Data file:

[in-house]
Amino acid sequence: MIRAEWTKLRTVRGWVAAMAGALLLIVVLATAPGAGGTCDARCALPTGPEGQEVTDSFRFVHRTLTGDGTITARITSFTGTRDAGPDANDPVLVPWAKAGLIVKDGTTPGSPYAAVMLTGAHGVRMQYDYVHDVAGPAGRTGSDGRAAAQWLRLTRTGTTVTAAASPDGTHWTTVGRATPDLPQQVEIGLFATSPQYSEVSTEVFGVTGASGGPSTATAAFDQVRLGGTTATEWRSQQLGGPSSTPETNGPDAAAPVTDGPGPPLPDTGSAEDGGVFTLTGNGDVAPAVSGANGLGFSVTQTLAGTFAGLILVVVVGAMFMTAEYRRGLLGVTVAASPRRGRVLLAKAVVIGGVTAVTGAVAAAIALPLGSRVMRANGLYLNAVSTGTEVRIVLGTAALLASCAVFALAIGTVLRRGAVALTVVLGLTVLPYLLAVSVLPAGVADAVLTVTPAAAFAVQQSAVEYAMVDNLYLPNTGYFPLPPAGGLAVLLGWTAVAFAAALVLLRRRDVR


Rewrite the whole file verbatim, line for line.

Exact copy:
[in-house]
Amino acid sequence: MIRAEWTKLRTVRGWVAAMAGALLLIVVLATAPGAGGTCDARCALPTGPEGQEVTDSFRFVHRTLTGDGTITARITSFTGTRDAGPDANDPVLVPWAKAGLIVKDGTTPGSPYAAVMLTGAHGVRMQYDYVHDVAGPAGRTGSDGRAAAQWLRLTRTGTTVTAAASPDGTHWTTVGRATPDLPQQVEIGLFATSPQYSEVSTEVFGVTGASGGPSTATAAFDQVRLGGTTATEWRSQQLGGPSSTPETNGPDAAAPVTDGPGPPLPDTGSAEDGGVFTLTGNGDVAPAVSGANGLGFSVTQTLAGTFAGLILVVVVGAMFMTAEYRRGLLGVTVAASPRRGRVLLAKAVVIGGVTAVTGAVAAAIALPLGSRVMRANGLYLNAVSTGTEVRIVLGTAALLASCAVFALAIGTVLRRGAVALTVVLGLTVLPYLLAVSVLPAGVADAVLTVTPAAAFAVQQSAVEYAMVDNLYLPNTGYFPLPPAGGLAVLLGWTAVAFAAALVLLRRRDVR